Goaltending has changed an awful lot in the last number of years. If you watch a game from the 80's, or even the 90's, it's shocking what kind of shots go in. I remember watching some of those games live and thinking how good the goalies were. Oh well, everybody gets to live in modern times and laugh at the past. We'll probably get the same treatment. How is that possible, you say? Well, goaltending has changed a lot and it still is - onward to perfection. One change that seems to be in the works is the position of the trapper in the stance. Like progress itself, and the intelligence level of babies, it has been creeping up and up until it doesn't seem it can go any higher. Let's have a look.



After the glove hand was freed from the stick, trapper position seemed to have been quite low. Maybe this was the smart move since shooters didn't go high like they do now, and there were no curves until the 60's.



Then, starting in the 60's, shots got harder and went higher. On went the masks, upper body equipment had to be beefed up, and the trapper began its upward climb.



What we have had lately is that goalies are parking the glove against the pad, trying to keep it as open as possible.



Now, and I think this is thanks to the Finnish contingent that has invaded the game, some goalies are flipping their glove up to totally cover the top of the net. I have been using this style for a while and I like it a lot.


I'm going to look at various aspects of both current styles. They cover different parts of the net, the movement requirements are different, and they have their pros and cons.



Before I start, I think it is important to say something about trappers themselves. Frankly, I think a lot of trappers out there are awful. I would love to design my own, because there are acres of room for improvement in fit, flexibility, and protection. I spend enough time in hockey stores to see everything that comes out, and I really don't know how goalies can wear some of the stuff out there. And if you catch with your right hand, you'll get the bottom of the barrel, because the people who make the gloves aren't as used to full right trappers. Most trappers manage to be incredibly stiff, and yet the crucial crease is weak in protection. By the time the glove breaks in, the crease is even weaker, and if you get a shot on it, it will hurt like h-ll; the area of death being just below the index finger (pic, right).
If you get enough of those, you might as well forget about having any trapper speed, because even if you want to stop the puck, you brain will tense up and tell you 'No, the hand isn't going out there'.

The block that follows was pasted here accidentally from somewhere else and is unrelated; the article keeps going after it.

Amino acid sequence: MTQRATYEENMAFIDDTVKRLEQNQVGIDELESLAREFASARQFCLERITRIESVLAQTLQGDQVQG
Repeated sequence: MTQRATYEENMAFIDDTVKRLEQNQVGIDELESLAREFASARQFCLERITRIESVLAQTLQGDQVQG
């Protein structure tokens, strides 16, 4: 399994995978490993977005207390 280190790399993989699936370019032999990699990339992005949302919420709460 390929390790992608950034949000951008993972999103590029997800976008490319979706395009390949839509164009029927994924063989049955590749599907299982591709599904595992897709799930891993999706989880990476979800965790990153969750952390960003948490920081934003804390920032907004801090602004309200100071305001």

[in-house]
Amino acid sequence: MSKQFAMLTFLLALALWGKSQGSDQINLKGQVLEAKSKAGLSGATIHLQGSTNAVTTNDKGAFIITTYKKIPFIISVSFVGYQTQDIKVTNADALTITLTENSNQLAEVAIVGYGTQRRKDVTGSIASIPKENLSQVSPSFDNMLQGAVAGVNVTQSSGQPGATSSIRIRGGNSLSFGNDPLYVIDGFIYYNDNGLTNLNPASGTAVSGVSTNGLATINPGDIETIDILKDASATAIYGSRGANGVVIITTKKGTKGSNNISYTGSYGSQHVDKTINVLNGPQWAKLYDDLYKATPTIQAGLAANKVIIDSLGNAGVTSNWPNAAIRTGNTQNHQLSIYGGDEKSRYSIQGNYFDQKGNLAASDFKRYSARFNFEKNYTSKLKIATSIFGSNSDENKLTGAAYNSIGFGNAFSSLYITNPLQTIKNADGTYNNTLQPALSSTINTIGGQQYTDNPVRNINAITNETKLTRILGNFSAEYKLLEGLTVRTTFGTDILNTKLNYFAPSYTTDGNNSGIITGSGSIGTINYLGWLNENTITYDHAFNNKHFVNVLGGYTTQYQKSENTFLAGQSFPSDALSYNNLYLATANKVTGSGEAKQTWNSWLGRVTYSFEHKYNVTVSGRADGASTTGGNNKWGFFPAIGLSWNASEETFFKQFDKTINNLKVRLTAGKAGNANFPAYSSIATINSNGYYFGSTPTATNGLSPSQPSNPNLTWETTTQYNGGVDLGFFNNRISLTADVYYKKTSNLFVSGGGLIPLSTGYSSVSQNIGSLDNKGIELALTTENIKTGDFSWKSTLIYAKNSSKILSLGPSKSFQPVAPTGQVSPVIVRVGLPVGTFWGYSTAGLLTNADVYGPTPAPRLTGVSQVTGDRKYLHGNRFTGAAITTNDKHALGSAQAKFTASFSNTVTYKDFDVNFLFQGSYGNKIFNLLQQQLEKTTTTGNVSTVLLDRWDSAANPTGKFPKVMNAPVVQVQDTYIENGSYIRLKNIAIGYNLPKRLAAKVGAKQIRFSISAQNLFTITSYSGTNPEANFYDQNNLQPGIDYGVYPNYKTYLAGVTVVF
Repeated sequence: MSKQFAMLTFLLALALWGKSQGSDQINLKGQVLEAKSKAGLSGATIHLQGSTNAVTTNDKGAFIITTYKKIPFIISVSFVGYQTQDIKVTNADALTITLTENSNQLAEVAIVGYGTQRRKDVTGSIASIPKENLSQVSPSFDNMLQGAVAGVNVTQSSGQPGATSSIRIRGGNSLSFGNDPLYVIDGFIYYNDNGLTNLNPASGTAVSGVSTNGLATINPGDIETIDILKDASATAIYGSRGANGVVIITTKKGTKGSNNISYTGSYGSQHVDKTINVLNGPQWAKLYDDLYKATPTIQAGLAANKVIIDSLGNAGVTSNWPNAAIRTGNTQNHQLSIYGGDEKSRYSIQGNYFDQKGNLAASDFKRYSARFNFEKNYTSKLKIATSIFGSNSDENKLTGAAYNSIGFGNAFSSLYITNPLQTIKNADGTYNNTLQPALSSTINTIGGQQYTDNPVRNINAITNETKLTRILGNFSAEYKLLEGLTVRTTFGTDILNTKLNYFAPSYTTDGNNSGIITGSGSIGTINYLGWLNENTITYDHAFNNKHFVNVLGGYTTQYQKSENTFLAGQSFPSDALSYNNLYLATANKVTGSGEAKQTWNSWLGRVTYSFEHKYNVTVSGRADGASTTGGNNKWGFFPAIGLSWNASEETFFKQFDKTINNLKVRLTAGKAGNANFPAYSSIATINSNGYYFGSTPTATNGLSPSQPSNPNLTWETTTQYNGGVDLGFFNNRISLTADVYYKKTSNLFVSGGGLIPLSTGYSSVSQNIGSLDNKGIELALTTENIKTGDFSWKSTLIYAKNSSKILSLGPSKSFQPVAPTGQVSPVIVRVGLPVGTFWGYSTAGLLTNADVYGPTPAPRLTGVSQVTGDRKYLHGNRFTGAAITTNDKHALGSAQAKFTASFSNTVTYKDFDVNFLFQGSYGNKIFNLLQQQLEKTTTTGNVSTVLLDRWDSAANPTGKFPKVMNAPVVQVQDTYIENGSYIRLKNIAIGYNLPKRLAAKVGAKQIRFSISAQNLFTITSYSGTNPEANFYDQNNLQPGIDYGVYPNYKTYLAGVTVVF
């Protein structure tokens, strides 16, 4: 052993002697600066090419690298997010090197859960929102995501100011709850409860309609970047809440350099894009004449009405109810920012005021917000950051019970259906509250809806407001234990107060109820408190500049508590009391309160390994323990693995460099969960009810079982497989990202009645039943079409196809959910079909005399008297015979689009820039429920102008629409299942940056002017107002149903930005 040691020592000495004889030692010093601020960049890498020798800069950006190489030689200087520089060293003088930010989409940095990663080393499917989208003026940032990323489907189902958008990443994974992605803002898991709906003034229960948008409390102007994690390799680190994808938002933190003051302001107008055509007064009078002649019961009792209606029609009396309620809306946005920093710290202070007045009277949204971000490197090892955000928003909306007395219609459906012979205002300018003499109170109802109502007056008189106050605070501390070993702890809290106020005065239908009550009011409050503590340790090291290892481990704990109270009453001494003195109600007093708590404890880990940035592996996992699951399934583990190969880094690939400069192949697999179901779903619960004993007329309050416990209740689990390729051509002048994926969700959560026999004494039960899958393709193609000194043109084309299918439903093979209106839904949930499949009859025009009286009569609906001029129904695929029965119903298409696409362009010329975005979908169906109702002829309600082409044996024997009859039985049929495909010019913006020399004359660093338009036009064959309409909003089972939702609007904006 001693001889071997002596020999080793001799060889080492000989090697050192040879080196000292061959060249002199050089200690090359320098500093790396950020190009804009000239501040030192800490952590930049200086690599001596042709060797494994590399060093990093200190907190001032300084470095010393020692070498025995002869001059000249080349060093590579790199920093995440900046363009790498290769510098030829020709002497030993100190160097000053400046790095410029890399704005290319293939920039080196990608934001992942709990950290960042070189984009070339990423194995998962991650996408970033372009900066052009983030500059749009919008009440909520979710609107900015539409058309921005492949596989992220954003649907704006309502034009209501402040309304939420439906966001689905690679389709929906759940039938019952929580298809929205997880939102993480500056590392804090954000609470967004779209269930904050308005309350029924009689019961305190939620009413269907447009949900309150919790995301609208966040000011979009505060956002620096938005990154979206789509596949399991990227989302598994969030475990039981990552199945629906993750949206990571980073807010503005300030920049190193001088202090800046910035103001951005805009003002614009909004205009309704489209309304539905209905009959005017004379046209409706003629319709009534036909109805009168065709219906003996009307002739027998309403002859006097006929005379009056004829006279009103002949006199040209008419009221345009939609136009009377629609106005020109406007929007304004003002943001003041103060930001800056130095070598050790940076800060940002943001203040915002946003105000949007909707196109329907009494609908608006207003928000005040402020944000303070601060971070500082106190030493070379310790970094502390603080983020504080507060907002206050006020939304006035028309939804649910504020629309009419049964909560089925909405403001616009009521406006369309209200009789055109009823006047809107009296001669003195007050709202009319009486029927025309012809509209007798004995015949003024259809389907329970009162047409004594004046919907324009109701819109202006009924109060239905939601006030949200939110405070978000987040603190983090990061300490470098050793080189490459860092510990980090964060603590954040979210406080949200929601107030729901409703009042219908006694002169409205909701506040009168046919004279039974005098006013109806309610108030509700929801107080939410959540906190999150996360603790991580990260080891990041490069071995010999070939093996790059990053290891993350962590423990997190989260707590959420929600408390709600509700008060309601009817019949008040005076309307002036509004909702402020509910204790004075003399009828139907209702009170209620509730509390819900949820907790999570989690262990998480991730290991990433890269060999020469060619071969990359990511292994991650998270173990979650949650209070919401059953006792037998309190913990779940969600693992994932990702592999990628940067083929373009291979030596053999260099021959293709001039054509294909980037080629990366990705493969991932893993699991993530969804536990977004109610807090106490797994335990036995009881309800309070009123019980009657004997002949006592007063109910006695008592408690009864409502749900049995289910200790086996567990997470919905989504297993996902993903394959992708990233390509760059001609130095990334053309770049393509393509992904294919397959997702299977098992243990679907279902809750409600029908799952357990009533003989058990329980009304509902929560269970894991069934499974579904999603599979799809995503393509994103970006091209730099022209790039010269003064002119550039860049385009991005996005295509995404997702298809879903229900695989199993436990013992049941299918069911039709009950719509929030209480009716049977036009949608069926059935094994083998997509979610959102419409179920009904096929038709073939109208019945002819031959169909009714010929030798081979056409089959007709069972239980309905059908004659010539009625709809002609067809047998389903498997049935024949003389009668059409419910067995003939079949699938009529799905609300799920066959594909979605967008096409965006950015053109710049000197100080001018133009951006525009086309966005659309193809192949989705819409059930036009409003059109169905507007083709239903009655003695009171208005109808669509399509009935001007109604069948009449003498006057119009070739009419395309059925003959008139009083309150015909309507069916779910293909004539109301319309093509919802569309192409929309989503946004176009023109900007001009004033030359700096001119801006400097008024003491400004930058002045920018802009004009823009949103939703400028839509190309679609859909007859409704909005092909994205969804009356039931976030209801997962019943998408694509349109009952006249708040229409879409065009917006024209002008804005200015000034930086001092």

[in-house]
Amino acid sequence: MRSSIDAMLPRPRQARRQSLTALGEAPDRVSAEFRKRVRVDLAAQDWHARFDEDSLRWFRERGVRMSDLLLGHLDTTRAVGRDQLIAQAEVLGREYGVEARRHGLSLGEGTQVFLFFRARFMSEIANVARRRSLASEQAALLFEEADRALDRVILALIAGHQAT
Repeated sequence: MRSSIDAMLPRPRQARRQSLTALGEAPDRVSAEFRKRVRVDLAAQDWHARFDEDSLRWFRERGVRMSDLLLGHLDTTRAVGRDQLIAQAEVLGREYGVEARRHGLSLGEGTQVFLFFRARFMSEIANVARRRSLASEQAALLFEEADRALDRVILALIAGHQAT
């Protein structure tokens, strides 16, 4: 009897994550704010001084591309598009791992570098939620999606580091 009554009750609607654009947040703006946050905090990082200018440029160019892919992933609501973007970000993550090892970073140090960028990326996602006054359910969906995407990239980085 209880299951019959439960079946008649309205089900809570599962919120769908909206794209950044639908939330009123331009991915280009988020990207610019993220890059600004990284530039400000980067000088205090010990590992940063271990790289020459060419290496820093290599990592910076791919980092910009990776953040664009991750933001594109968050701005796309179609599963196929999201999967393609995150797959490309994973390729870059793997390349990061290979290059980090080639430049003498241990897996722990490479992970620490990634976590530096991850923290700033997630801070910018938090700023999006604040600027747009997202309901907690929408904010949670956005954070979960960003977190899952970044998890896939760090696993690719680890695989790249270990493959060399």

I think I can speak authoritatively on this subject, because I have never, ever been satisfied with my trappers, and from a young age began tearing them apart and rebuilding them my way. As I got older, I needed better protection, and that was easy to fix, but fit and flexibility were much more difficult, though they are absolutely crucial to the effectiveness of your trapper. Your trapper has to feel like an extension of your hand; it has to snap out without hesitation - you need total control. If you don't have this in your trapper, it will affect the rest of your game in horrible ways. There is a goalie for Toronto now whose trapper is weak. The word has gotten out, shooters go there when they can, he knows it, and it bleeds into the rest of his game. As I write this, the bloodthirsty Toronto press and the hopelessly desperate fans are itching to run him out of town - it will make them all feel better. You cannot have a weak trapper. It has to be the strongest part of your game - people have to know you have a great trapper, and shooters have to know not to go there. When they do go there, they have to get shot down, and if they score, it had better be a lucky shot. An effective trapper has a lot to do with the fit and flex of the glove. I don't like the Toronto goalie's trapper - it's stiff, it doesn't look like it closes well. It is very hard to get those stiff trappers moving cleanly. The problem that pros have is the quality and quantity of the shots they face. I've tried on a lot of pro trappers and am continually amazed at how stiff and clunky they are, but the goalies need the protection. A standard, off the shelf trapper would likely be the end of their hand in about a week. I've played against a lot of ex-pros, and in the summer against current ones, so I have some idea of the problem, and I'll show you my solution.